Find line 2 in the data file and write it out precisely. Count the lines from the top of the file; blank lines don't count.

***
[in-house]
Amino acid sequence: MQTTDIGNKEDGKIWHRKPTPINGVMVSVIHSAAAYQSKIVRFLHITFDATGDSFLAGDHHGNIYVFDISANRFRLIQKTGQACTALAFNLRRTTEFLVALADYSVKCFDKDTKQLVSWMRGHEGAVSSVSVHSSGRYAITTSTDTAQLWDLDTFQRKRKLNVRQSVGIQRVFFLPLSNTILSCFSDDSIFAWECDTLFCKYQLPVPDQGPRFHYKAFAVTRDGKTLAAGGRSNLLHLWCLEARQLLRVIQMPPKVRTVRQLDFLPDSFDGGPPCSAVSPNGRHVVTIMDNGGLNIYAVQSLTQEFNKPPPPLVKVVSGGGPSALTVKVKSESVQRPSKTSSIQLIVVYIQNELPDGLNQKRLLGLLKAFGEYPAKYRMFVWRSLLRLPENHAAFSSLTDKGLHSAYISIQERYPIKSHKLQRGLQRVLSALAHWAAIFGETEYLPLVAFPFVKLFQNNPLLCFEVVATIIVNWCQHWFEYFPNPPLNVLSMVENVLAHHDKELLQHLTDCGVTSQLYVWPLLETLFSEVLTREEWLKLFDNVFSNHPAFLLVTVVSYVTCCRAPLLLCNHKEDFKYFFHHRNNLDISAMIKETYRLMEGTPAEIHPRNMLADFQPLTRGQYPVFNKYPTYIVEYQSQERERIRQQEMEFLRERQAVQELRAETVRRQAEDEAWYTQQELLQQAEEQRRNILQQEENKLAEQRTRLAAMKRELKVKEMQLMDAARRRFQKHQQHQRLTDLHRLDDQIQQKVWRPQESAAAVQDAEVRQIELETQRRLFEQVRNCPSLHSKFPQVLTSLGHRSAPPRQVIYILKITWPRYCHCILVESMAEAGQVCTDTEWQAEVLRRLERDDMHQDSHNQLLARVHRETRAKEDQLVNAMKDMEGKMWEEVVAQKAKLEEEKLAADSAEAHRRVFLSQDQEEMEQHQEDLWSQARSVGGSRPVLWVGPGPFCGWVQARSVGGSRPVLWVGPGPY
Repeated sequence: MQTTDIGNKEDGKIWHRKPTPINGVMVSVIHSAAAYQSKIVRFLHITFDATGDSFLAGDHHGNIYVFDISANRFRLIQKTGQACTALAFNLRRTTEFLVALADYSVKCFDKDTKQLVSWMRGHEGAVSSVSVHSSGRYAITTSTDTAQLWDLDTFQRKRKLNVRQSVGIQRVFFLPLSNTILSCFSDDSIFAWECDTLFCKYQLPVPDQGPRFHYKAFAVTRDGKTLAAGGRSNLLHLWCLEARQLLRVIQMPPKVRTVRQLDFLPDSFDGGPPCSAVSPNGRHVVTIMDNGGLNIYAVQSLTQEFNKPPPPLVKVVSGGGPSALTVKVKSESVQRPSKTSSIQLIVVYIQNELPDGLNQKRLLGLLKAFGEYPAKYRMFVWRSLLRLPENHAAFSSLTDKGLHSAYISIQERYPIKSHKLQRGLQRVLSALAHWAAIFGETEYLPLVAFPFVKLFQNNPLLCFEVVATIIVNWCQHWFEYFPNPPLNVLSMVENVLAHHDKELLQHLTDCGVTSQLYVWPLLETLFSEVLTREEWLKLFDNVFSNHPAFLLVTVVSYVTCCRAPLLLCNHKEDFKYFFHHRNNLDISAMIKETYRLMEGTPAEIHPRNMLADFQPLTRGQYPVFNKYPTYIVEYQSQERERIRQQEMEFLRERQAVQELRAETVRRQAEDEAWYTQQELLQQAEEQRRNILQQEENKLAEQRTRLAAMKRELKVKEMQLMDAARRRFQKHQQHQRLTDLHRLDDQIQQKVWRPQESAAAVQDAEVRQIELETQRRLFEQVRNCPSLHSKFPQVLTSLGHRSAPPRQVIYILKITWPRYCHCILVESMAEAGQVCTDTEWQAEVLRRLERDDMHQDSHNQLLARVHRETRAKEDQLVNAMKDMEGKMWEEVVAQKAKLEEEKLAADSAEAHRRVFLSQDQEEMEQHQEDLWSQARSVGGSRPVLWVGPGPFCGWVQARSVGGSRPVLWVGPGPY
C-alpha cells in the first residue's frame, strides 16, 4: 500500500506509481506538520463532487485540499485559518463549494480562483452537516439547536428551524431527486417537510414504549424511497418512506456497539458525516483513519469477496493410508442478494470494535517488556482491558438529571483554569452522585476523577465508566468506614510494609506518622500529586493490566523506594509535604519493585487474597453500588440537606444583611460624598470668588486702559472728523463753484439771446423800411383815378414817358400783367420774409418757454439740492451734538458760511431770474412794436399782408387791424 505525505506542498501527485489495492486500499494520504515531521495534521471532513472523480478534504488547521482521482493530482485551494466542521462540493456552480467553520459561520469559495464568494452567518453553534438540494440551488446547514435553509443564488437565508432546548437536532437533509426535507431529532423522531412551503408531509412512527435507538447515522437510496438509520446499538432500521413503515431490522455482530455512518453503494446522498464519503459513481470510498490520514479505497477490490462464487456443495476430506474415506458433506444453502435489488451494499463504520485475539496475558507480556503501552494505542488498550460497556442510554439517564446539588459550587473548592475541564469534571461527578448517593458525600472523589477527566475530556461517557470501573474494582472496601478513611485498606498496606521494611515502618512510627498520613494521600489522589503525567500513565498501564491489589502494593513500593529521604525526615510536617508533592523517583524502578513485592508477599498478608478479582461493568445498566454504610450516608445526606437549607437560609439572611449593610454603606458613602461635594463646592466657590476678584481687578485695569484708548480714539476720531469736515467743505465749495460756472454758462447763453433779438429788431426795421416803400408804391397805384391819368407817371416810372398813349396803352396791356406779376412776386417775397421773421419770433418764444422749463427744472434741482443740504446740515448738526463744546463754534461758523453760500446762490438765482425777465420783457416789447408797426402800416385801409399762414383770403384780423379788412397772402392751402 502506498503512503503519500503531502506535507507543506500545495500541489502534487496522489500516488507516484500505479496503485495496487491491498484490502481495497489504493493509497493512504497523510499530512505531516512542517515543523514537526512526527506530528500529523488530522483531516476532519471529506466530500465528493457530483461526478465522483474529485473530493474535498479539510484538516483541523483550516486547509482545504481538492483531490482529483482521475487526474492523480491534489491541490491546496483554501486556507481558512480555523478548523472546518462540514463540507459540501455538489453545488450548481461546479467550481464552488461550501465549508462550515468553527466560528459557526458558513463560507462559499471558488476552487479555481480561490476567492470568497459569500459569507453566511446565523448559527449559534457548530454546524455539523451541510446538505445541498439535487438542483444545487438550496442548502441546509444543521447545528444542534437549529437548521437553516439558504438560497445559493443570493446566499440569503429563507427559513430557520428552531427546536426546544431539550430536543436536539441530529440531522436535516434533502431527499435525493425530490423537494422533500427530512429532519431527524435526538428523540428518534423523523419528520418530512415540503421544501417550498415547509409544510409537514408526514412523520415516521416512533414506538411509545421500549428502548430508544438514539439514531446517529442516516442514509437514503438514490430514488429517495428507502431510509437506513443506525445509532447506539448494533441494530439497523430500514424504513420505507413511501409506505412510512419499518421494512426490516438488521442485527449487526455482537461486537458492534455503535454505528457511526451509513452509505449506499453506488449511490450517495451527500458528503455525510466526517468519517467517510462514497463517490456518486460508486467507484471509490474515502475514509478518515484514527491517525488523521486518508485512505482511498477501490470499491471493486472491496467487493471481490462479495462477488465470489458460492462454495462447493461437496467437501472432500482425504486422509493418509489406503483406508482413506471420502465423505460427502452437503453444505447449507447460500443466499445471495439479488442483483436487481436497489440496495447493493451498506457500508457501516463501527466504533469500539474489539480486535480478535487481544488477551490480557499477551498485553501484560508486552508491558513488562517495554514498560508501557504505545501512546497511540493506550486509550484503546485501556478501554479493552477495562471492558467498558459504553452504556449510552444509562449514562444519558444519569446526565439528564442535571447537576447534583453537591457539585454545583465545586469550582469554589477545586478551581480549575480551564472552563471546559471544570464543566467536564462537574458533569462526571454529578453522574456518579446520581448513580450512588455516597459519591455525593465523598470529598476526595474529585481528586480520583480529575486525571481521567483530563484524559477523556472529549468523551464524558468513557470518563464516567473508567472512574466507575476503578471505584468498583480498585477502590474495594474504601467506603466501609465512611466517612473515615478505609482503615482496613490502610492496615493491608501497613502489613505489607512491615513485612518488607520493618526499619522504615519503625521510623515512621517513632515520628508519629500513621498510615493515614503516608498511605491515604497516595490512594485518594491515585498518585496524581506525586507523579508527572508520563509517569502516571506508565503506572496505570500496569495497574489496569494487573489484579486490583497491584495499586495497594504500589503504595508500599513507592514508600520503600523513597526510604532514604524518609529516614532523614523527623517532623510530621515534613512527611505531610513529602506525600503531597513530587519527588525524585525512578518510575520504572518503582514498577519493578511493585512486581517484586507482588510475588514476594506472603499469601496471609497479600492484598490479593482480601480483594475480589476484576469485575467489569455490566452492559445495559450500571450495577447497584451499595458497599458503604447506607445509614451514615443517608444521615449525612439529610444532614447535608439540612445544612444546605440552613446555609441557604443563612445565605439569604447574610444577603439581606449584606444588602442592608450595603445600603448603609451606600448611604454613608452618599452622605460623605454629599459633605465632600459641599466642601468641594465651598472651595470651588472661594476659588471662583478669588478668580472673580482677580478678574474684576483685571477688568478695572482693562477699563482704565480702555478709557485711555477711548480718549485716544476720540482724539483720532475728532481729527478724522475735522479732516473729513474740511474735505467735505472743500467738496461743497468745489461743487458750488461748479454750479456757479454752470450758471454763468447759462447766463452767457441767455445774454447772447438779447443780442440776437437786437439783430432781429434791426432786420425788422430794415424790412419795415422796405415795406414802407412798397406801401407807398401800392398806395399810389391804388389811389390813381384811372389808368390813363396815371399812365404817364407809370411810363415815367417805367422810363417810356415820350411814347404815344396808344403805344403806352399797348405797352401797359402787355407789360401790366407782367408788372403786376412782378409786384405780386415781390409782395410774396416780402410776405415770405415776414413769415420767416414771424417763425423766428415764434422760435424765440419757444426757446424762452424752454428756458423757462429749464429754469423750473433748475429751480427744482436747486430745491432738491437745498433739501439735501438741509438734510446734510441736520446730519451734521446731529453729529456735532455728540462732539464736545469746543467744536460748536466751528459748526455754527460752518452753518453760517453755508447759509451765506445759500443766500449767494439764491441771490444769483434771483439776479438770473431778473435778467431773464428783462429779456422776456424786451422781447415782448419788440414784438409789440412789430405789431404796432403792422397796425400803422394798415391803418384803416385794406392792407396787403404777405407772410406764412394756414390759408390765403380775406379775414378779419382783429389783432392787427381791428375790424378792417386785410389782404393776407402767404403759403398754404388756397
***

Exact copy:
Amino acid sequence: MQTTDIGNKEDGKIWHRKPTPINGVMVSVIHSAAAYQSKIVRFLHITFDATGDSFLAGDHHGNIYVFDISANRFRLIQKTGQACTALAFNLRRTTEFLVALADYSVKCFDKDTKQLVSWMRGHEGAVSSVSVHSSGRYAITTSTDTAQLWDLDTFQRKRKLNVRQSVGIQRVFFLPLSNTILSCFSDDSIFAWECDTLFCKYQLPVPDQGPRFHYKAFAVTRDGKTLAAGGRSNLLHLWCLEARQLLRVIQMPPKVRTVRQLDFLPDSFDGGPPCSAVSPNGRHVVTIMDNGGLNIYAVQSLTQEFNKPPPPLVKVVSGGGPSALTVKVKSESVQRPSKTSSIQLIVVYIQNELPDGLNQKRLLGLLKAFGEYPAKYRMFVWRSLLRLPENHAAFSSLTDKGLHSAYISIQERYPIKSHKLQRGLQRVLSALAHWAAIFGETEYLPLVAFPFVKLFQNNPLLCFEVVATIIVNWCQHWFEYFPNPPLNVLSMVENVLAHHDKELLQHLTDCGVTSQLYVWPLLETLFSEVLTREEWLKLFDNVFSNHPAFLLVTVVSYVTCCRAPLLLCNHKEDFKYFFHHRNNLDISAMIKETYRLMEGTPAEIHPRNMLADFQPLTRGQYPVFNKYPTYIVEYQSQERERIRQQEMEFLRERQAVQELRAETVRRQAEDEAWYTQQELLQQAEEQRRNILQQEENKLAEQRTRLAAMKRELKVKEMQLMDAARRRFQKHQQHQRLTDLHRLDDQIQQKVWRPQESAAAVQDAEVRQIELETQRRLFEQVRNCPSLHSKFPQVLTSLGHRSAPPRQVIYILKITWPRYCHCILVESMAEAGQVCTDTEWQAEVLRRLERDDMHQDSHNQLLARVHRETRAKEDQLVNAMKDMEGKMWEEVVAQKAKLEEEKLAADSAEAHRRVFLSQDQEEMEQHQEDLWSQARSVGGSRPVLWVGPGPFCGWVQARSVGGSRPVLWVGPGPY